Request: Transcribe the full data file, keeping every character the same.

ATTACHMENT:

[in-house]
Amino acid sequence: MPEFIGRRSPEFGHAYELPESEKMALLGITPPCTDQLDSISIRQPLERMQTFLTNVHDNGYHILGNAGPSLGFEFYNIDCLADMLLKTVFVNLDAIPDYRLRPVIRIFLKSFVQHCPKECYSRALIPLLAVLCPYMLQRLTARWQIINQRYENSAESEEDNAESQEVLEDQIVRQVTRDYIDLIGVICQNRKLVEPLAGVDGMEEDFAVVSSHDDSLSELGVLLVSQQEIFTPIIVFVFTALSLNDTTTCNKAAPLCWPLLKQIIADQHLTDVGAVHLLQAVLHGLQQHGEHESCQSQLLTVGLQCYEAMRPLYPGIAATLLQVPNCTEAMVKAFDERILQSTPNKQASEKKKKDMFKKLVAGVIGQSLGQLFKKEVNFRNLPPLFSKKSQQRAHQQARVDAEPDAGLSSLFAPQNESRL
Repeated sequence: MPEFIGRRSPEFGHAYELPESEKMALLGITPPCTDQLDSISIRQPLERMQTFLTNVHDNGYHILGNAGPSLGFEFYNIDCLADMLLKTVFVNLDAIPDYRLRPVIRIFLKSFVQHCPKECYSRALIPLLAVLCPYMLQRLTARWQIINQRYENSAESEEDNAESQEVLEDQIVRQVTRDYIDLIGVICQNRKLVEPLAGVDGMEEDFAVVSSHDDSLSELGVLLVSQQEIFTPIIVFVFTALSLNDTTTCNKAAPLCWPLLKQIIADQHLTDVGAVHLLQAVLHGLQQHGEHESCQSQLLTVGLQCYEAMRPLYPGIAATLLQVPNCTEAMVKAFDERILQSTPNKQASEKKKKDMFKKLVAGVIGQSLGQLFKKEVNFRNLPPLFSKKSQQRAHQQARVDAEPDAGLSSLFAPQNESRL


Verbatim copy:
[in-house]
Amino acid sequence: MPEFIGRRSPEFGHAYELPESEKMALLGITPPCTDQLDSISIRQPLERMQTFLTNVHDNGYHILGNAGPSLGFEFYNIDCLADMLLKTVFVNLDAIPDYRLRPVIRIFLKSFVQHCPKECYSRALIPLLAVLCPYMLQRLTARWQIINQRYENSAESEEDNAESQEVLEDQIVRQVTRDYIDLIGVICQNRKLVEPLAGVDGMEEDFAVVSSHDDSLSELGVLLVSQQEIFTPIIVFVFTALSLNDTTTCNKAAPLCWPLLKQIIADQHLTDVGAVHLLQAVLHGLQQHGEHESCQSQLLTVGLQCYEAMRPLYPGIAATLLQVPNCTEAMVKAFDERILQSTPNKQASEKKKKDMFKKLVAGVIGQSLGQLFKKEVNFRNLPPLFSKKSQQRAHQQARVDAEPDAGLSSLFAPQNESRL
Repeated sequence: MPEFIGRRSPEFGHAYELPESEKMALLGITPPCTDQLDSISIRQPLERMQTFLTNVHDNGYHILGNAGPSLGFEFYNIDCLADMLLKTVFVNLDAIPDYRLRPVIRIFLKSFVQHCPKECYSRALIPLLAVLCPYMLQRLTARWQIINQRYENSAESEEDNAESQEVLEDQIVRQVTRDYIDLIGVICQNRKLVEPLAGVDGMEEDFAVVSSHDDSLSELGVLLVSQQEIFTPIIVFVFTALSLNDTTTCNKAAPLCWPLLKQIIADQHLTDVGAVHLLQAVLHGLQQHGEHESCQSQLLTVGLQCYEAMRPLYPGIAATLLQVPNCTEAMVKAFDERILQSTPNKQASEKKKKDMFKKLVAGVIGQSLGQLFKKEVNFRNLPPLFSKKSQQRAHQQARVDAEPDAGLSSLFAPQNESRL